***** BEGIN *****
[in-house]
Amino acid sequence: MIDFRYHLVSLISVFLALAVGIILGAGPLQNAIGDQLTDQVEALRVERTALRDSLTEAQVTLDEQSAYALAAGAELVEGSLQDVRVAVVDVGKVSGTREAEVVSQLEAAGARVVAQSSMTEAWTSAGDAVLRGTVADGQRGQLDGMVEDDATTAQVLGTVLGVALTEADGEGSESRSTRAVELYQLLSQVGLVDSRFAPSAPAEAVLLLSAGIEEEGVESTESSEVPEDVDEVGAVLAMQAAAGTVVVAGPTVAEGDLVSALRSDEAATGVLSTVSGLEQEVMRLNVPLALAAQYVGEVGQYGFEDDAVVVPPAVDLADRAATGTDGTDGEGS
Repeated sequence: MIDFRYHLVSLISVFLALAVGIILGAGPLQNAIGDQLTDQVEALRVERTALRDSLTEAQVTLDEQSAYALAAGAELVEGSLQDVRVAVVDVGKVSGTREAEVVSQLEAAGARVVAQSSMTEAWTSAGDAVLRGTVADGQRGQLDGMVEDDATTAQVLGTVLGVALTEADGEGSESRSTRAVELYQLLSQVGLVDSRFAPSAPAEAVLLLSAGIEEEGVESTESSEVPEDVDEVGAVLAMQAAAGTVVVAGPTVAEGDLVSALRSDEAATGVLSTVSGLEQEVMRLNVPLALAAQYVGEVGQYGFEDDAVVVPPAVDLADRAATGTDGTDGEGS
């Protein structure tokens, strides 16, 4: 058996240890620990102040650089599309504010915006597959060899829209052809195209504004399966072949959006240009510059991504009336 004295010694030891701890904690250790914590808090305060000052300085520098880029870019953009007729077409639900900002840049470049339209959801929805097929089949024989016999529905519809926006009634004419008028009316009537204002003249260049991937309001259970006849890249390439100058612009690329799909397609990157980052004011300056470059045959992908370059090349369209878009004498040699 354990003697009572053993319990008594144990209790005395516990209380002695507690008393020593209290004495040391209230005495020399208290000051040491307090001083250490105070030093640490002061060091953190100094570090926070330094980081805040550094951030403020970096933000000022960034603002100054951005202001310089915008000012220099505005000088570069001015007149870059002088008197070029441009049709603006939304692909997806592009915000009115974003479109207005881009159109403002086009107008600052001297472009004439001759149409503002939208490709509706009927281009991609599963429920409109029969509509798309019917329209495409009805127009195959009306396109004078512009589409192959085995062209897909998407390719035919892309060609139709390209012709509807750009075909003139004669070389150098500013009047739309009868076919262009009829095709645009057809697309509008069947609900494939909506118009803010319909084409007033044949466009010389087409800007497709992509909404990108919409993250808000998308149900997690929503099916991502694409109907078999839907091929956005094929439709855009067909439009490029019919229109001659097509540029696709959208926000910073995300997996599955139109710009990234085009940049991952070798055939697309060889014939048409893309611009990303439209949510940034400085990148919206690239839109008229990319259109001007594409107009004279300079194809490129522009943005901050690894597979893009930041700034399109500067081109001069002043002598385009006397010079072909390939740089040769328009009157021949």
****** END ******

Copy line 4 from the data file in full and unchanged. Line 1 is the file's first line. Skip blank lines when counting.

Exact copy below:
């Protein structure tokens, strides 16, 4: 058996240890620990102040650089599309504010915006597959060899829209052809195209504004399966072949959006240009510059991504009336 004295010694030891701890904690250790914590808090305060000052300085520098880029870019953009007729077409639900900002840049470049339209959801929805097929089949024989016999529905519809926006009634004419008028009316009537204002003249260049991937309001259970006849890249390439100058612009690329799909397609990157980052004011300056470059045959992908370059090349369209878009004498040699 354990003697009572053993319990008594144990209790005395516990209380002695507690008393020593209290004495040391209230005495020399208290000051040491307090001083250490105070030093640490002061060091953190100094570090926070330094980081805040550094951030403020970096933000000022960034603002100054951005202001310089915008000012220099505005000088570069001015007149870059002088008197070029441009049709603006939304692909997806592009915000009115974003479109207005881009159109403002086009107008600052001297472009004439001759149409503002939208490709509706009927281009991609599963429920409109029969509509798309019917329209495409009805127009195959009306396109004078512009589409192959085995062209897909998407390719035919892309060609139709390209012709509807750009075909003139004669070389150098500013009047739309009868076919262009009829095709645009057809697309509008069947609900494939909506118009803010319909084409007033044949466009010389087409800007497709992509909404990108919409993250808000998308149900997690929503099916991502694409109907078999839907091929956005094929439709855009067909439009490029019919229109001659097509540029696709959208926000910073995300997996599955139109710009990234085009940049991952070798055939697309060889014939048409893309611009990303439209949510940034400085990148919206690239839109008229990319259109001007594409107009004279300079194809490129522009943005901050690894597979893009930041700034399109500067081109001069002043002598385009006397010079072909390939740089040769328009009157021949």